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I am currently following the strengthening routine suggested by @DaveLiepmann 3 days a week.

Extracts from this thread - Are these Workout Routines right for Body Building

2.In each workout you will squat, press and pull. The presses alternate between bench and overhead. The pull alternates between deadlifts and power cleans. If you don't know how to power clean, 3 sets of chin-ups to failure will do. The deadlifts are 1x5 (1 set of 5 reps, after warming up), power cleans are 5x3, and all the rest are 3x5.

3.You add 5 pounds to every lift in every workout. So if you start with 3 sets of 5 squats at 135 pounds, your next workout would be 3 sets of 5 squats at 140 pounds.

The reason for me training 5 days a week is that my work is very stressful and I find it training at the Gym helps relieve the stress and also progress faster towards my goal in terms of shaping my body with size.

My question is can I train 5 days including the above like this,

Day 1 - Squat, Press, Pull.

Day 2 - Bi's & Tri's

Day 3 - Squat, Press, Pull.

Day 4 - Shoulders & Back

Day 5 - Squat, Press, Pull.


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Short Answer: Sure!

You can do any schedule you want. The technical term for such a program would be YNDTP: You're Not Doing The (Starting Strength) Program. There's nothing stopping you from working out 5 times a week, but your progress will be harder and slower.

Why It's Problematic

If you add extra workouts, you'll find yourself unable to add weight to your lifts fairly quickly.

The problem is that it's impossible to recover sufficiently from heavy lifting with workouts on recovery days. A walk or gentle bikeride into town would be fine (it's called "active rest"), but anything more strenuous doesn't work. There's an old adage: it's not lifting weights that makes you strong--it's resting after lifting weights.

The SS and CrossFit forums are chock-full of people who try to do the program but get derailed because they insist on long bikerides/running/CrossFitting on days that are set aside for rest and recovery. These people find themselves stalled, unable to add weight, not getting stronger, their diet thrown out of whack in one direction or another. The advice is always the same: do the program without additional exercise, get enough food, get your sleep, and do the lifts correctly.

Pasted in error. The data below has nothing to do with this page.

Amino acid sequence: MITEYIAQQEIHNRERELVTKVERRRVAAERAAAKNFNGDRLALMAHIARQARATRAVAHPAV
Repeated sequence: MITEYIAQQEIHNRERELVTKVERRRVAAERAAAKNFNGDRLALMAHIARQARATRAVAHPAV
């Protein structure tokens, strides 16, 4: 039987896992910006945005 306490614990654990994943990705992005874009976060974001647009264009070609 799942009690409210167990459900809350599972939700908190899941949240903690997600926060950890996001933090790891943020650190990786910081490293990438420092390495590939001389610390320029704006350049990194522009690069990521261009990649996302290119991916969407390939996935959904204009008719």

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Thanks once again @DaveLiepmann All of my time except training, sleep and a bit if reading is occupied by my work. As I am getting stressed due to work I am looking at concentrating more & better at training and see some results. I am hoping this will help me relieve some stress and translate some of the success at training to other areas including work. I train in the morning and then go to work. This gives me a good start for the day. As I live in England it's mostly raining and cold so walk is not the best thing to do. Do let me know if you have any suggestions. – Dave Oct 1 '11 at 19:48

The reason for me training 5 days a week is that my work is very stressful and I find it training at the Gym helps relieve the stress and also progress faster towards my goal in terms of shaping my body with size.

Way too much. Even at 28, this schedule will get you over trained more sooner than later. I would suggest sticking to Starting Strength or 5/3/1 3 times per week. Focus in basic movements and add some minimal accessory work.

A long easy walk will relieve your stress. You can even add some conditioning work once per week (hill sprinting, prowler push).

.. and you need patience. You goals will come, but it takes time.

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Thanks for your response @coxnegative As I train in the morning, it gives me a good start for the whole day. I am hoping to train 5 days a week so I can relieve some of the stress at work and see some results in short term. Once I manage my stress levels, I am happy to train 3 days a week. As I live in England walking is not a good idea with the weather here. Let me know if you have any suggestions. – Dave Oct 1 '11 at 19:54

I think the answers so far have made it loud and clear that overtraining will not help you with your goal to get stronger, shape your body with size or reduce your stress. @Dave and @coxnegative have hit the relevant points, so I'll just add some suggestions on how to reduce stress on your rest days.

This stress relief article describes several relaxation techniques to help you find one that best deals with the way you experience stress. This answer also addresses stress reduction. If relaxation techniques like relaxed breathing, meditation or visualization are not your thing, maybe Tai Chi would be a good way to still exercise, but not interfere with your weight training.

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Thanks for the suggestion @BackInShapeBuddy I will look at meditation/visualization techniques. – Dave Oct 1 '11 at 19:57

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